People are less likely to see the green flash if:
1) they spend time looking at the sun before the last remnant remains.
2) the horizon is disturbed with larger waves.
3) they expect a moment of brighter light. (it's quick, not intense)
4) the air is humid or hazy or clouds are present.
The spectrum is produced at the limb of the earth in the same manner that white light is refracted in a simple cardboard slit spectroscope. There is no special inversion or reflection of the spectrum and it can be seen on land with the requisite flat horizon such as salt flats or a flat plain. If you consider the visible light as red-orange-yellow-green-blue-indigo-violet; the middle segment (yellow-green-blue) can be briefly distinguished as the "green flash". Of course, we all easily see the early diffused red & orange, so nobody exclaims this "flash" and thoretically one could see the indigo-violet flash, but this requires an even greater sensitivity. The green flash phenomenon is clear and simple optical physics and no mystery. Take care and joy, Aythya crew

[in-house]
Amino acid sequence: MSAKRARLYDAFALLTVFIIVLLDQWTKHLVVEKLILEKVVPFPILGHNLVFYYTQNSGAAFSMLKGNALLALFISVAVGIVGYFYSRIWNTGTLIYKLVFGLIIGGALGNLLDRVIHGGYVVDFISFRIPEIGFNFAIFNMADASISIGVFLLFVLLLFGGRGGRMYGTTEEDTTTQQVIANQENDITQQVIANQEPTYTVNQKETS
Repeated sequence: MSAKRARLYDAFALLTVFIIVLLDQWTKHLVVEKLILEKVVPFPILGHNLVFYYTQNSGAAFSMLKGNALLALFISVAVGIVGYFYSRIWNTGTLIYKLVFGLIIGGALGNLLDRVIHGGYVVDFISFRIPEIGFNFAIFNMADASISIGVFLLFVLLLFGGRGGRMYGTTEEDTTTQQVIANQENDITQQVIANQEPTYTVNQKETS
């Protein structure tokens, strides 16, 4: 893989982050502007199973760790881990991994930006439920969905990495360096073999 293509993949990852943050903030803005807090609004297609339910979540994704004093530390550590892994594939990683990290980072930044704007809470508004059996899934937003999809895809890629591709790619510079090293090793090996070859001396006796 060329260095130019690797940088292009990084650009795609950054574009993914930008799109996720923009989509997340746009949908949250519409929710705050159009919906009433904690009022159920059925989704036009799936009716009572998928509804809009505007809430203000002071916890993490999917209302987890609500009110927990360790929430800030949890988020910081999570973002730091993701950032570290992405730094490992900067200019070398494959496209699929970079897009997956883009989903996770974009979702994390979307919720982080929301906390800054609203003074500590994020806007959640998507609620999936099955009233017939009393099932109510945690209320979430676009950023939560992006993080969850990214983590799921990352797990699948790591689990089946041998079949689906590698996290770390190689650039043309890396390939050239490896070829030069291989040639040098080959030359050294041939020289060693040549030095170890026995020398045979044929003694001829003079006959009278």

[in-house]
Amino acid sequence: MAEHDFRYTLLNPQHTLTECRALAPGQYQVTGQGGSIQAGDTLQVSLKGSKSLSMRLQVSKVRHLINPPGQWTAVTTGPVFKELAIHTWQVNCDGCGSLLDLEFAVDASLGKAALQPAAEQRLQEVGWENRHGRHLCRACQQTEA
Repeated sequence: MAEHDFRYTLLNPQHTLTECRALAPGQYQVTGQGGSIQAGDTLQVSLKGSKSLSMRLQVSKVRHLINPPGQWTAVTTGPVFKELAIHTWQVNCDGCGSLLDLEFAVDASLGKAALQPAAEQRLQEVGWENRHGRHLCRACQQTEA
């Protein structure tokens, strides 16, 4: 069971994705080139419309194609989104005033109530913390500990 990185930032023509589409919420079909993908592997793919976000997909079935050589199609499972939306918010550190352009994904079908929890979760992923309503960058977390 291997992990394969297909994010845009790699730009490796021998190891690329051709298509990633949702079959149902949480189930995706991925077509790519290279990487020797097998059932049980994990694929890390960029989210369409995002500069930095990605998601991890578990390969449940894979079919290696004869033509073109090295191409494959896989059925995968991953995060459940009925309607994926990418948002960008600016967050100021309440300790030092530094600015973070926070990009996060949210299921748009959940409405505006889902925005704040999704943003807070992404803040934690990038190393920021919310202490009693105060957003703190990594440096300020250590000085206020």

If refraction is the answer, why are sunsets red? Think about it again.